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Cytopathology of alveolar soft part sarcoma
A report of 10 cases
Article first published online: 28 SEP 2009
Copyright © 2009 American Cancer Society
Volume 117, Issue 6, pages 500–507, 25 December 2009
How to Cite
Wakely, P. E., McDermott, J. E. and Ali, S. Z. (2009), Cytopathology of alveolar soft part sarcoma. Cancer Cytopathology, 117: 500–507. doi: 10.1002/cncy.20054
- Issue published online: 11 DEC 2009
- Article first published online: 28 SEP 2009
- Manuscript Accepted: 14 JUL 2009
- Manuscript Revised: 9 JUL 2009
- Manuscript Received: 15 JUN 2009
- fine-needle aspiration;
- alveolar soft part sarcoma;
- transcription factor binding to immunoglobulin heavy constant μ;
- enhancer 3 (TFE3);
- TFE3 antibody;
- granular cell tumor;
- epithelioid sarcoma
Alveolar soft part sarcoma (ASPS) rarely is subjected to cytopathologic evaluation. With the exception of some very small series, the literature is limited to case reports. The objectives of the current study were to evaluate the cytomorphology of 10 ASPS cases on fine-needle aspiration (FNA) or imprint cytology, review the literature, and highlight potential diagnostic pitfalls.
The authors searched their files for all lesions that were signed out as ASPS or suspicious for ASPS and searched the surgical pathology files for any cases of ASPS that had corresponding cytology. FNA was performed using the standard technique. Scrape preparations were performed on tissues that were sent fresh for frozen section examination.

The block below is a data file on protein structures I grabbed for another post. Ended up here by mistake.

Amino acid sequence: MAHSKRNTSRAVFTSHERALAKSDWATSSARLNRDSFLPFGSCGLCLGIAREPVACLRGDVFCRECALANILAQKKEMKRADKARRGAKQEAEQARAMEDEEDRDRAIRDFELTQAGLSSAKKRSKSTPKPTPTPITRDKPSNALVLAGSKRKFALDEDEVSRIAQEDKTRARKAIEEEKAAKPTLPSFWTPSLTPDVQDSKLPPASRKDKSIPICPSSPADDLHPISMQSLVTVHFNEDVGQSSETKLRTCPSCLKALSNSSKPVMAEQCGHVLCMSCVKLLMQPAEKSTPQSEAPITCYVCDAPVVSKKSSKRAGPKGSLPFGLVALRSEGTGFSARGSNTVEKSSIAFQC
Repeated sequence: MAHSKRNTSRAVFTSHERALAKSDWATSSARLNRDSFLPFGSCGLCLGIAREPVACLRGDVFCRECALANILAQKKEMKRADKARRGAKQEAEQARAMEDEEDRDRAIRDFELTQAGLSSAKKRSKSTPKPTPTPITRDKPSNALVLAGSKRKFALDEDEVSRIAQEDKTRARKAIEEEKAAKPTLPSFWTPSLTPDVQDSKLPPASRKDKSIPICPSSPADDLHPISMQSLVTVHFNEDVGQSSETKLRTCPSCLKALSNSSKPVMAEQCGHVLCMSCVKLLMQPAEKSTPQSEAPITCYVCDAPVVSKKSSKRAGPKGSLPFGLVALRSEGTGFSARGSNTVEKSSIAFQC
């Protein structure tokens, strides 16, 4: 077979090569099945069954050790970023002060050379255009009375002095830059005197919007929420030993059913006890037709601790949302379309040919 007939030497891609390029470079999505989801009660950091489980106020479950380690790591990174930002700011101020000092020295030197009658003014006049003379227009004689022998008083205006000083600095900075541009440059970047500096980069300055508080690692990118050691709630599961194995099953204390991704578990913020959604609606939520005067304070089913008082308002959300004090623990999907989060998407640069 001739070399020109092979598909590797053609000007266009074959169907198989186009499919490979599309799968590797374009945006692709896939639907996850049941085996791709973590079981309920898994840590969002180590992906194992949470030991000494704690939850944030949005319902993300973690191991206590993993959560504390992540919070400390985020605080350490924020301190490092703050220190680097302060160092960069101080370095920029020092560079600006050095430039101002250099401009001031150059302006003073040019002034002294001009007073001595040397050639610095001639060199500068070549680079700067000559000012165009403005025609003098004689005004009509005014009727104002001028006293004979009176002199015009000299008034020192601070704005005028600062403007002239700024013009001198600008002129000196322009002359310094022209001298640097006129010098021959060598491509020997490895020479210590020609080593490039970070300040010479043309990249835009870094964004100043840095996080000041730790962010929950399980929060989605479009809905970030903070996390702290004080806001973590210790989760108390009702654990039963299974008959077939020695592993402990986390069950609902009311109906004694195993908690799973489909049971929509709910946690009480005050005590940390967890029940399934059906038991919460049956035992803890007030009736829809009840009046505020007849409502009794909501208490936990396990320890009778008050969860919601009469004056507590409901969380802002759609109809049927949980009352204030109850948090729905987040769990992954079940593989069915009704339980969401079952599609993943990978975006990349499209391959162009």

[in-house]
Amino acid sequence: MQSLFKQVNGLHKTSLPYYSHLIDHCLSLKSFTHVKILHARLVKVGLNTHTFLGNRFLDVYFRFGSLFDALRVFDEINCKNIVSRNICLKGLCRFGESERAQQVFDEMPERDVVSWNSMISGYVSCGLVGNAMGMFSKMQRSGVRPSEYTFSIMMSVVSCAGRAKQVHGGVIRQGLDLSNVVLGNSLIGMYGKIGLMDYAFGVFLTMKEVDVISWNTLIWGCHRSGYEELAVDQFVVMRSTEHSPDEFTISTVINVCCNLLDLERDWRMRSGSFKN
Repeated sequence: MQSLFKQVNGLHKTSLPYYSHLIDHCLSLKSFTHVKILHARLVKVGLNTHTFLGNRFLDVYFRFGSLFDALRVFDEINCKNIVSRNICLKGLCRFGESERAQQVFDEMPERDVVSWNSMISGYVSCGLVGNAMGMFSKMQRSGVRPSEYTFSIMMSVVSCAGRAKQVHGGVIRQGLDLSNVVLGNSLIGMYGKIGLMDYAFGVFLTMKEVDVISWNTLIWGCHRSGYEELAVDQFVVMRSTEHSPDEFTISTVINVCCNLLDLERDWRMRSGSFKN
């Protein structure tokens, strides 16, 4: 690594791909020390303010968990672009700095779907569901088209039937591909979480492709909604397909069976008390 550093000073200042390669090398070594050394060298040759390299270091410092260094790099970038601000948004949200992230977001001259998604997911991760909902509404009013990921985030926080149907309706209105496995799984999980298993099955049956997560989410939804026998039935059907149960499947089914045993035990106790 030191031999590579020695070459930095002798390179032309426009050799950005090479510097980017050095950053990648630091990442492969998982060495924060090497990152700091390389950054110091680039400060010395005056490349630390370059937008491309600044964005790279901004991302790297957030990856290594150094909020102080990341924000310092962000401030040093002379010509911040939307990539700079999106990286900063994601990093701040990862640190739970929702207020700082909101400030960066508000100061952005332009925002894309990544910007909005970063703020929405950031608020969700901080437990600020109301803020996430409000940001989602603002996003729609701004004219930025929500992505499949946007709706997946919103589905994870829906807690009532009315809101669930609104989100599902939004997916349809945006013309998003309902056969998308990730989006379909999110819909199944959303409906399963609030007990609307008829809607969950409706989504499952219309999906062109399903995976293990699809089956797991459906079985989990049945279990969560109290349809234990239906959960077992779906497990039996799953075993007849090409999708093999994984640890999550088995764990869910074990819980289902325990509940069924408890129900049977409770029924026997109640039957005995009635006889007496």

Ten cases of ASPS were retrieved from 7 patients (male-to-female ratio, 4:3; mean age, 22 years). All had subsequent tissue confirmation. Six specimens were from primary lesions, 3 specimens were from metastases, and 1 intraoperative smear was from a previously aspirated primary mass in a newly diagnosed patient. Anatomic sites of involvement included extremities (5 specimens), trunk/pelvis (3 specimens), oral cavity (1 specimen), and lung (1 specimen). Eight specimens were aspirates, and 2 specimens were intraoperative smears. Nine cases were diagnosed correctly as ASPS/consistent with ASPS, and 1 specimen was diagnosed as “tumor, not otherwise specified”. Cytomorphology included variably cellular smears composed of large cells with an enormous amount of finely granular or vacuolated cytoplasm, markedly enlarged nuclei/nucleoli, and bare nuclei. The cytomorphology of some cases revealed a strong similarity to renal cell carcinoma, clear cell type.
The results of the current study indicated that ASPS has cytomorphology that overlaps with several other neoplasms, including renal cell carcinoma. Nonetheless, the morphologic features, when combined with the clinical presentation, radiologic findings, and ancillary testing, may allow for a specific diagnosis. Cancer (Cancer Cytopathol) 2009. © 2009 American Cancer Society.